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Live Below the Line in House of Lords


Thanks to the leadership of Global Poverty Project Advisory Board Member, Jack McConnell, the UK's House of Lords yesterday debated extreme poverty.

You can read the full text of the debate in Hansard, and we've excerpted some highlights below:

"Next week, some members of this House will take part in an innovative campaign organised by the Global Poverty Project—an organisation on whose advisory board I am pleased to sit—called Live Below the Line. The Global Poverty Project seeks to abolish extreme poverty within a generation. It wishes to keep alive the spirit of the Make Poverty History campaign of 2005 but to deepen and widen that movement for change to involve many more people the world over in a movement that will finally eradicate extreme poverty. Live Below the Line is an awareness and fund-raising campaign. It involves a number of partners with the Global Poverty Project. It is supported by the Prime Minister, the Secretary of State for International Development, the shadow Secretary of State for International Development and many others."
   --- Lord McConnell of Glenscorrodale

"We are all here in the Chamber because we care about this issue. It is the reason that the noble Lord and I will be joining thousands of others across the world who are supporters of the Global Poverty Project by participating in the challenge to “live below the line” for five days next week." ... "Live Below the Line is one way of standing up for what we think is right in the world. In addition to the soup kitchen, next week the Lord Speaker will host an event in the River Room on Wednesday evening to which you are all most welcome. We cannot offer noble Lords lavish canapés, or even a glass of wine, but please join us at that event to learn more, or over lunch on Tuesday, Wednesday or Thursday, and share with us our 33p or 40p meal."
   --- Baroness Jenkin of Kennington

"I am grateful to the Government for ring-fencing the aid budget, especially in the current economic climate. This decision reflects the continuing commitment of the British people to assist the world's poorest and affirms the United Kingdom as an example within the international community. I believe that churches and other faith communities with deep convictions and roots in poorer communities around the world will continue to uphold and monitor the Government's decision on the aid budget, even as other funding pressures are faced at home. I urge the Government also to encourage other EU and G20 Governments to uphold their commitments to the world's poorest, who inevitably have been most acutely affected by the global financial crisis."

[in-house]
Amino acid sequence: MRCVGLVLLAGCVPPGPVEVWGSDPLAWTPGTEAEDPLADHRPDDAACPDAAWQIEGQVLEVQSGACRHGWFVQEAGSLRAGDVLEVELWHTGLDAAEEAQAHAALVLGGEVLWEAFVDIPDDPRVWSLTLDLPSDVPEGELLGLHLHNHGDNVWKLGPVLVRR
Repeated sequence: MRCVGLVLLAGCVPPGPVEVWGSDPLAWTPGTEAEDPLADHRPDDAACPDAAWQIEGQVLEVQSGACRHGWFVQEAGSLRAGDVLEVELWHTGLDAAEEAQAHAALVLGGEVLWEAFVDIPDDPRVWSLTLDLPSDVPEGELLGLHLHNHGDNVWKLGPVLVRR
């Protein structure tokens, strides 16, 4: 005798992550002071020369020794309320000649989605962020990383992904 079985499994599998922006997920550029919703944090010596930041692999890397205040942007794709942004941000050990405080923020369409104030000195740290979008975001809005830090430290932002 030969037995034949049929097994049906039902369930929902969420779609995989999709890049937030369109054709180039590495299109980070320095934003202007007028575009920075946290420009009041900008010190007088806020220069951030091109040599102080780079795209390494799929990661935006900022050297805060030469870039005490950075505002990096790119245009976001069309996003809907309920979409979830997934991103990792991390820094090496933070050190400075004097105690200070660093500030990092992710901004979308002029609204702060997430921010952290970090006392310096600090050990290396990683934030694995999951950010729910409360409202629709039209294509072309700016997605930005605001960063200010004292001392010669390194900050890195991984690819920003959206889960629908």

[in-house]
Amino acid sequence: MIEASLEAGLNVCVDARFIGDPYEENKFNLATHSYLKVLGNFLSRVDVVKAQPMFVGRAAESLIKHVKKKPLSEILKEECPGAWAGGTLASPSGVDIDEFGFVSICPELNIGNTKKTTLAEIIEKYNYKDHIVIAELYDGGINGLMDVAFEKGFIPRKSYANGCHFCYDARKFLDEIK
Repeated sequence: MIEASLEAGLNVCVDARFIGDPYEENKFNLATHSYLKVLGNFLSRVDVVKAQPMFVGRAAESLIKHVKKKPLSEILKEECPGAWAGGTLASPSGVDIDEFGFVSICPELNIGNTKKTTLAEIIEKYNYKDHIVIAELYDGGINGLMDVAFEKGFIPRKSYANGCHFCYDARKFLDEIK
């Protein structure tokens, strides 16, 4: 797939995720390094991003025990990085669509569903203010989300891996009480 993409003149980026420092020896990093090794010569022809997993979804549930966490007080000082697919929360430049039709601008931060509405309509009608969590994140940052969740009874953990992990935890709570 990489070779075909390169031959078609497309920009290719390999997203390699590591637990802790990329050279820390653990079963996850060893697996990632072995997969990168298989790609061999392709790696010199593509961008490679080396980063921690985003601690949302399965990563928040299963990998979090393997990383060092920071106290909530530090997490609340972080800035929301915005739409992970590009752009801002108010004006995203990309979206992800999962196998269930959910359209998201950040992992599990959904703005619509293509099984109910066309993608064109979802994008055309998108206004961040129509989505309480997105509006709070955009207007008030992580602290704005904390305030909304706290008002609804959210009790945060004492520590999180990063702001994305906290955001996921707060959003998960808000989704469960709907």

--- The Lord Bishop of Gloucester

"Yesterday in this House we spoke of the core curriculum. I was late in getting up and did not get my question in. Is there not a place for a global overview in the core curriculum? It is a small world compared to the one I was brought up in. It is a world in which there is so much poverty, but so much knowledge and so much to be learnt. I wonder if our children are learning about the great needs of this world in which we live. Is there not some way that the core curriculum could involve something such as international development or world need among its subjects? "
   --- Lord Roberts of Llandudno

"On 12 April the US Government announced a cut in their aid budget roughly equivalent to the aid the United Kingdom gives from its Exchequer every year. The United States still remains the largest global cash giver but it is the smallest contributor in terms of the percentage of its GDP of any major nation. Will the Prime Minister face down President Barack Obama at the G8 about his responsibility and that of his nation to ensure that development does not take place on the back of the poor, which is precisely what this Government said they would not do with aid?"
   --- Lord Hastings of Scarisbrick

"This is not a time for pessimism and cynicism. Great leaps forward have been made and more is certainly needed and possible in the battle that has to be waged against the endemic inequities which keep the people poor, excluded and powerless. Some countries have suffered serious setbacks and economic growth has been extremely unequal. The UN asserts that while the gaps in human development across the world are narrowing they remain huge. Now, however, is not the time to peddle doom and gloom about these issues, but rather to show that aid works and that effective development can and must be supported. That is why donors should focus on what they do best and should work with Governments on health, education, good governance, and support for justice and taxation systems."
   --- Baroness Kinnock of Holyhead


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